Tuesday, December 8, 2015

Rejected by Whom?: Red Neck Poems

It's been a busy six months. I still don't know how stay at home parents get much done other than child care, but I have been writing a little here and there. I took another couple of courses that have just finished up, including intro to creative writing (which I took after, instead of before the slightly more advanced poetry writing workshop). I have been accepted into the creative writing concentration at U of H and next semester will be doing a Poetic Forms course in addition to post colonial lit. So, expect lots of limericks about colorism.
But the writing: quality feels like it's going up, despite the pretty low rate of quantity. I am submitting my stuff to somewhat higher profile journals, although I am never sure how to tell a good journal from a less good one, other than some look pretty awful. Submitting to a few contests here and there, which brings me to sixfold.org. It advertises itself as being all judged by poets and so in theory, the Sixfold process is a good one. Be judged by other poets and so many other poets that you are sure to come up with the “true” measure of your work, compared with others.’ I was a little skeptical because it felt a little gimmicky, but what the heck.
I submitted two poems and dutifully did three rounds of voting. One was a long and (for me) playful poem about the movie Live and Let Die and verbal games that couples play with each other. The other was a poem about a rural couple who are still together after a long time. Nothing earth-shattering.

 In general, the poems I read got better each round, suggesting that overall, the better poems were getting through.
My own poems made it through only one round of voting, so had a total of six votes. I had two 6’s (meaning, they thought my poems were the best of the six sets they read), I had two 1’s (my poems were the worst), and two 3’s. This isn’t exactly the perfect middle of the perfect scores, but it’s pretty close.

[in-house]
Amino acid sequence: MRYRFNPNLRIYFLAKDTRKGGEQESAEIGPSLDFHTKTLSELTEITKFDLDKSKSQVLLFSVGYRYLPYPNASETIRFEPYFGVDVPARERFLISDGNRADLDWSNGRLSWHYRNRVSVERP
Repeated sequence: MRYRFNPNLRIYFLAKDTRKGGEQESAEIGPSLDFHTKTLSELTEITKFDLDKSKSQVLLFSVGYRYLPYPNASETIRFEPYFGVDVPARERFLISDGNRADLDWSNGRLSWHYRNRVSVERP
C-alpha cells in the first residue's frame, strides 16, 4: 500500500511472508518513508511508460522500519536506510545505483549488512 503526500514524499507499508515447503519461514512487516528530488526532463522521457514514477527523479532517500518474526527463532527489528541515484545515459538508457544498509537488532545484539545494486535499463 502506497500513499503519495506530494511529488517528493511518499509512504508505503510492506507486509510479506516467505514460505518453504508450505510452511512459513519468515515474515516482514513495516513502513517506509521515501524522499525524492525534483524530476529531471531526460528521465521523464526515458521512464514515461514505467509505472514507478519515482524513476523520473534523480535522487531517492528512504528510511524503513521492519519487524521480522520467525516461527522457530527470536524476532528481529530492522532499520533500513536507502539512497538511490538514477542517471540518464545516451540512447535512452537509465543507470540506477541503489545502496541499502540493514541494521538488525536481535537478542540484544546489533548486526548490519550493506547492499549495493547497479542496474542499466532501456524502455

Being insecure, I started with the feedback from the two 6’s. It was constructive, thoughtful, and had suggestions for improvement. The 3’s were less positive, and while I didn’t agree entirely, they were written by people who had read and thought about what I wrote.

The 1’s I had saved for last. One of them had no comments at all. The other had this feedback, reproduced in its entirety: "Red neck poems with incorrect capitalization and punctuation do not appeal to me. Sorry, but writing a good poem is different than writing a good poem with bad punctuation and capitalization. Appreciated the themes with everyday life in them."

I think that kind of speaks for itself. I probably won’t do the sixfold thing again. It seems as much of a crap shoot as sending stuff to a particular editor. If it’s a journal I like, I at least know the editor has tastes that somewhat gel with mine.

“red neck poems”


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